Sponsors: Denise Provost

Act to Promote Pedestrian Safety, House 1570 –
states that a person shall not be liable for an injury or damage sustained upon a public way by reason of snow or ice thereon, if the person removed snow or ice from the public way in accordance with municipal ordinance or by-law.
Sponsors: Denise Provost

bills we have supported

Healthy Transportation Compact
The Healthy Transportation Compact is a key requirement of the landmark transportation legislation signed into law in June 2009. Its inter-agency initiative will help ensure that the transportation decisions made will balance the needs of all transportation users, expand mobility, improve public health, support cleaner environments, and create stronger communities. In particular, the new law states that the Secretary of Transportation and the Secretary of Health and Human Services will "work cooperatively to adopt best practices to increase efficiency to achieve positive health outcomes through the coordination of land use, transportation, and public health policy. Read our support letter.

Speed Limits
H3643 will make roads safer by uniformly reducing the prima facie speed limit on local roads in urban districts (as defined in the legislation) from 30 mph to 25 mph. The proposed text of the bill reflects a joint effort of legislators, the Massachusetts Highway Department, local transportation officials and WalkBoston to craft an easily implemented means to enhance pedestrian safety, and bring Massachusetts speed limits in urban areas into alignment with many other states. Assigned to the Joint Committee on Transportation. 
Fact sheet

Snow Shoveling
H3588 would allow cities and towns to develop a snow and ice removal policy for their sidewalks and to set fines at a level that would encourage compliance. Read our support letter.
H1987 will encourage sidewalk snow and ice removal by eliminating liability for property owners who shovel their sidewalks in those communities where such shoveling is required. The proposed revised text of the bill is attached. The bill is modeled after similar Illinois legislation. Assigned to the Joint Committee on Municipalities and Regional Government. Read our support letter   and fact sheet. H1959 increases fines for failure to clear sidewalks of snow and ice (in those communities that require removal) to $100/day. Current fines are set not to exceed $50 in cities, $10 in towns. Assigned to the Joint Committee on Municipalities and Regional Government. Read our support letter  and fact sheet.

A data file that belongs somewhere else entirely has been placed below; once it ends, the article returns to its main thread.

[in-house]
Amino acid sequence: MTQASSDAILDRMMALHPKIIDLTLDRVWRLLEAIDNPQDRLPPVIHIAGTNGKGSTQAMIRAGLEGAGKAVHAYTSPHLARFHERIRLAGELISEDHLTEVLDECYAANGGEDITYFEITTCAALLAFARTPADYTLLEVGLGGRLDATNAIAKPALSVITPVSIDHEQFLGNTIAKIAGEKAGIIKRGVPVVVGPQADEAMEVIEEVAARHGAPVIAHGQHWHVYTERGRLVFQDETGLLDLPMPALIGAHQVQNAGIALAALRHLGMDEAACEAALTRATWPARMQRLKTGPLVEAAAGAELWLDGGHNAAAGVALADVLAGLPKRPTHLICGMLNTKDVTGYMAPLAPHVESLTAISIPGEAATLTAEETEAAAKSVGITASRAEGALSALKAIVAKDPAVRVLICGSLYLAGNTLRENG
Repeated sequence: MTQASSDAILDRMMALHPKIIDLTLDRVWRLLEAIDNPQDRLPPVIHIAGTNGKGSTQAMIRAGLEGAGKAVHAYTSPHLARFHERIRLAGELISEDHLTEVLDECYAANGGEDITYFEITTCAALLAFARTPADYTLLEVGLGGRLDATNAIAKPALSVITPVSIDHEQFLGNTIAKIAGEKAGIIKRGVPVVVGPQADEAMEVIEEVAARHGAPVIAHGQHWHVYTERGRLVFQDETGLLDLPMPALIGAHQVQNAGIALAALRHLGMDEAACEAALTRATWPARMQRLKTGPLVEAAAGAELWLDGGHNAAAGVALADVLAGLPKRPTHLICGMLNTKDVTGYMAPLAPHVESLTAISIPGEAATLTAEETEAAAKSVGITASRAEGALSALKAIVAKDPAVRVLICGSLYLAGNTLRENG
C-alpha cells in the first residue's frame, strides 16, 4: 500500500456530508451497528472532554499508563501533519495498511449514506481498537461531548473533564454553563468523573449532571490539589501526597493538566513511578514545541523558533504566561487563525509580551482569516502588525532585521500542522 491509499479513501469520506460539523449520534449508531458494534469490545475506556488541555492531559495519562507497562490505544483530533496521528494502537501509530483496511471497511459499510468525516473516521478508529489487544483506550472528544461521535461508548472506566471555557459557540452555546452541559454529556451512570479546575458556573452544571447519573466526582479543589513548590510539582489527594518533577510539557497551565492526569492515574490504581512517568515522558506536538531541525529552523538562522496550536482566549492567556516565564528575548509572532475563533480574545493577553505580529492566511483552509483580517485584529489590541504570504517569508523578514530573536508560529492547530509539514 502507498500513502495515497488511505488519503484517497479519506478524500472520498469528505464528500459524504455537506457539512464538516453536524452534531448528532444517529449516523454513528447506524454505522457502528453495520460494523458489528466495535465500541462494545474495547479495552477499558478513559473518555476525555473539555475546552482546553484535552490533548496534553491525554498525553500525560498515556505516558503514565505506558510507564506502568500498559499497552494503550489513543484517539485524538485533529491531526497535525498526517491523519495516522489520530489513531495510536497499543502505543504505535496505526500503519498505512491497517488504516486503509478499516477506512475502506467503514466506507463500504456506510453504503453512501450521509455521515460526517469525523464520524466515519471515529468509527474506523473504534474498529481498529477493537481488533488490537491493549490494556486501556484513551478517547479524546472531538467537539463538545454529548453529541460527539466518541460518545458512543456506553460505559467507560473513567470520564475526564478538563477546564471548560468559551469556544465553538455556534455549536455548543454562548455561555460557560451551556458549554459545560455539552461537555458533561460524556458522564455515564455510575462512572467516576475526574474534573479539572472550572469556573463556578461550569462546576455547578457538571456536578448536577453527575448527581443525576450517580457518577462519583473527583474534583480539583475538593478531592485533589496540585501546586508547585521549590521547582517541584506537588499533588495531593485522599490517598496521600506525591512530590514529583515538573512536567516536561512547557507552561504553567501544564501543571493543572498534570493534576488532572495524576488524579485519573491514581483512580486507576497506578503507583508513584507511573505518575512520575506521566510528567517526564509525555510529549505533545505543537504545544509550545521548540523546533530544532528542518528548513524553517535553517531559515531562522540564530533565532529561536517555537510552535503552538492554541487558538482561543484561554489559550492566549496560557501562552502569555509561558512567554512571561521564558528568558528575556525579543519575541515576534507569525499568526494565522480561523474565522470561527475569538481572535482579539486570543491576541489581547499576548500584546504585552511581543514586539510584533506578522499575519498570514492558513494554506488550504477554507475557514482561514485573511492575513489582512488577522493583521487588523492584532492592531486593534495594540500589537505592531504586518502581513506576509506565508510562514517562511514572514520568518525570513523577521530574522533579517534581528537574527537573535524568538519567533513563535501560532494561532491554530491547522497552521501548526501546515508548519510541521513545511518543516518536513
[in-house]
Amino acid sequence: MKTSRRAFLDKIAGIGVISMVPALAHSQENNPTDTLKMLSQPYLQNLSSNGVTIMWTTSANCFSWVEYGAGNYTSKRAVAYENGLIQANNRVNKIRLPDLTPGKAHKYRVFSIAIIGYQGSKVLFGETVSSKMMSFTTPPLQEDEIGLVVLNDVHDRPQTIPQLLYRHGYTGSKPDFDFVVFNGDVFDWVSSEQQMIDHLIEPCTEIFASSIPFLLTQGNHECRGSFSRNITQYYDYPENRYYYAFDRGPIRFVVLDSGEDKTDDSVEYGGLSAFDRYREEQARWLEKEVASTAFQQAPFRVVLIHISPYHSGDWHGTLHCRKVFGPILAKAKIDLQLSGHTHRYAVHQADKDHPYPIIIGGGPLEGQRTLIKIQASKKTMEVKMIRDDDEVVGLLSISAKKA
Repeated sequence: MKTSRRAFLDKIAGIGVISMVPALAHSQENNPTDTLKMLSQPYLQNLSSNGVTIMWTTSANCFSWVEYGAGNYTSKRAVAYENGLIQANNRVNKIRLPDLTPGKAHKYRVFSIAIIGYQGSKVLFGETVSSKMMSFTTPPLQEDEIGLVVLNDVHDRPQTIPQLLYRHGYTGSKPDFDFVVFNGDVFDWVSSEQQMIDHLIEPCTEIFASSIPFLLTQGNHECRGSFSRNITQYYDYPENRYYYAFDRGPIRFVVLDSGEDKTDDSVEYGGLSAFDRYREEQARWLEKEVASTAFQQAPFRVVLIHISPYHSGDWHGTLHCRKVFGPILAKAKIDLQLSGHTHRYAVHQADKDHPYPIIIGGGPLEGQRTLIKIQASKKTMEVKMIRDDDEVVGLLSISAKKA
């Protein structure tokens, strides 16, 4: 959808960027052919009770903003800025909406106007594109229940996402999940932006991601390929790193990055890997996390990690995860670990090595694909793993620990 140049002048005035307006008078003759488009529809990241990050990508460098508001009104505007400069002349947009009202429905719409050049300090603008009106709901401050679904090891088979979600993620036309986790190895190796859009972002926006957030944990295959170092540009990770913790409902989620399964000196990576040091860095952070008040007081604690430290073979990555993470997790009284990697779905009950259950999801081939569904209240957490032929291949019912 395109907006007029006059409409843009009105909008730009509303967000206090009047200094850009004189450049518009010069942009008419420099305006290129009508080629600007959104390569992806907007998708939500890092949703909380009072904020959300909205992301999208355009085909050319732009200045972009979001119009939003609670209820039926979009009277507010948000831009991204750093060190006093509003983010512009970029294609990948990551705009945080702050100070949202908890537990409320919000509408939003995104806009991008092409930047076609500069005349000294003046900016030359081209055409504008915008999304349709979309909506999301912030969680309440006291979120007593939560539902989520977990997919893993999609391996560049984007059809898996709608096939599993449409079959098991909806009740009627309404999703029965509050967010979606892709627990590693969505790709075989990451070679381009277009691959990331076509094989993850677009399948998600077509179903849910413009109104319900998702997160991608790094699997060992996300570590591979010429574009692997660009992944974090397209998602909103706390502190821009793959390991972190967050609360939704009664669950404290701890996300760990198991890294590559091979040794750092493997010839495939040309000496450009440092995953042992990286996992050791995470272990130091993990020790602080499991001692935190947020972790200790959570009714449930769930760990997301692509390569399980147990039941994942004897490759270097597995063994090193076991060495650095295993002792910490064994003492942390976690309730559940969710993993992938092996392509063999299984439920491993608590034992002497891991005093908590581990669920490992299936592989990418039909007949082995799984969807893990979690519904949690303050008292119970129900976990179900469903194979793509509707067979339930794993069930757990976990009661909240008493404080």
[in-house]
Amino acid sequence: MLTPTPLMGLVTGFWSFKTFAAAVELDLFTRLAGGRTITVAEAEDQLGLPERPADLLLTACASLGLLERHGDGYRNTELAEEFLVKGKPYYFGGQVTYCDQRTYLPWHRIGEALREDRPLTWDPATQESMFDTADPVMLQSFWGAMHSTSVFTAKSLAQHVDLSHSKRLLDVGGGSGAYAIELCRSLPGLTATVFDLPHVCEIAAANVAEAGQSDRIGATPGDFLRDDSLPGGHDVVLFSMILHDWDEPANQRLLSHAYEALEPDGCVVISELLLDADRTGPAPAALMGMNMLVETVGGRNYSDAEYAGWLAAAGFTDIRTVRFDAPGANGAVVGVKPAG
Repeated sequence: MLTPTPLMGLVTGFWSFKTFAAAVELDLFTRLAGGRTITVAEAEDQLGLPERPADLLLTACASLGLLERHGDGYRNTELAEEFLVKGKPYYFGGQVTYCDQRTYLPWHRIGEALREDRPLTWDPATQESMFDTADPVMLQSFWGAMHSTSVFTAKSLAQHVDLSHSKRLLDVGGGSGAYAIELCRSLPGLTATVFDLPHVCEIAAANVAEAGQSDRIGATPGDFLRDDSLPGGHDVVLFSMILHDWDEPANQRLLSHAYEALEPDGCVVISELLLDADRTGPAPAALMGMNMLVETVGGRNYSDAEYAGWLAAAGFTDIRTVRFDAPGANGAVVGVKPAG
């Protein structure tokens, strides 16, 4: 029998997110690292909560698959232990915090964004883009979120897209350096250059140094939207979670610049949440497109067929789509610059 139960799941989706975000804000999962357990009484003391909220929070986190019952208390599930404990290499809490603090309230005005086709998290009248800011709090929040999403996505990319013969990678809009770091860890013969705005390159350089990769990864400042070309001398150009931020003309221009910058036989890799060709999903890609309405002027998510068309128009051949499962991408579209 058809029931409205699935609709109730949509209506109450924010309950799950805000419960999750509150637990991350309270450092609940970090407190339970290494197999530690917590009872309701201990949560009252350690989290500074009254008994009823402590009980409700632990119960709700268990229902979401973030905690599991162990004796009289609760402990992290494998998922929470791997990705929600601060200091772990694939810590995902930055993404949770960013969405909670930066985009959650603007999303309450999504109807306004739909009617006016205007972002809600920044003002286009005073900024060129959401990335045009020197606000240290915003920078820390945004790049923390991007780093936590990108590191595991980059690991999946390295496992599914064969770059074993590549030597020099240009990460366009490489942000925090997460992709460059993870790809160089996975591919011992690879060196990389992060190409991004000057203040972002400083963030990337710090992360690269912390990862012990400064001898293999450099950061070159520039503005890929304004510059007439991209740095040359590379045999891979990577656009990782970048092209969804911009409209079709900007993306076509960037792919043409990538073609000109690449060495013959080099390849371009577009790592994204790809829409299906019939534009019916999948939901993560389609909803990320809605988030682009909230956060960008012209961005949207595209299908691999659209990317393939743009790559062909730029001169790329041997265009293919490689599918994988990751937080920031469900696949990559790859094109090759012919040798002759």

Safe Routes to School (SRTS)
H483 requires the development of school district wellness policies that address school nutrition, nutrition education and physical activity. One component of the policy is to be implementation of a Safe Routes to School (SRTS) program that encourages students who live within walking (1 mile) or bicycling (3 miles) distance to take these active modes of transport. This bill is aligned with the federal and state SRTS programs and requirements. Assigned to the Joint Committee on Education. Read the fact sheet  and testimony  on H483.
H3539 requires the Executive Office of Transportation to establish a SRTS program to distribute federal funds received under the SAFETEA-LU Strategic Highway Safety Plan for projects to improve safety in and around school areas. This legislation is modeled after California legislation that has provided robust funding for SRTS since 1999. Assigned to the Joint Committee on Transportation. Read the fact sheet  and testimony  on H3539.

Red Light Violation Monitoring
H3512 (all Massachusetts communities) and H3513 (Boston and Cambridge) allow communities to employ a “traffic signal violation monitoring system” to monitor failure to comply with traffic signals. Assigned to the Joint Committee on Transportation. Read the fact sheet  on H3512.
H1112 modifies existing insurance regulations to ensure that convictions of moving violations based on traffic signal violation monitoring systems do not result in increased insurance premiums. Assigned to the Joint Committee on Financial Services. Read the fact sheet  on H1112.

Regulation of Segway Devices
S2028 would regulate the operation of Segways (two-wheeled, self-balancing electric personal assistive mobility devices) and specifically prohibit them from using sidewalks unless a community specifically allows such operations. Assigned to the Joint Committee on Transportation. Read the fact sheet  on S2028.

Other bills that we are tracking and supporting include the following:

Environmental Liability for Rail Trails
S1947 is built on a law passed last year to limit the MBTA's liability for environmental hazards in rail trails. Senator Pam Resor has introduced legislation to ease the creation of new rail trails by improving the way in which the MBTA and local communities must deal with environmental liability.

Adding Goal of Improving Public Health to Transportation Office
H2087 is an act to add public health goals to the mission of transportation projects in the Commonwealth. Recent studies on public health issues such as obesity, clean air and traffic show the need to address public health concerns in transportation planning. Transportation systems fundamentally shape the built environment that, in turn, has a profound impact on the health of its inhabitants; therefore transportation planning needs to include a concern for public health as part of its core mission.

Bicycle and Pedestrian Advisory Boards in Cities and Towns
H2088 is an act linking Community Transportation Funds to the creation of bicycle and pedestrian advisory boards. In order for local communities to receive Chapter 90 Transportation Funds, each must have a bicycle and pedestrian advisory board.

For more information, read about our past legislative achievements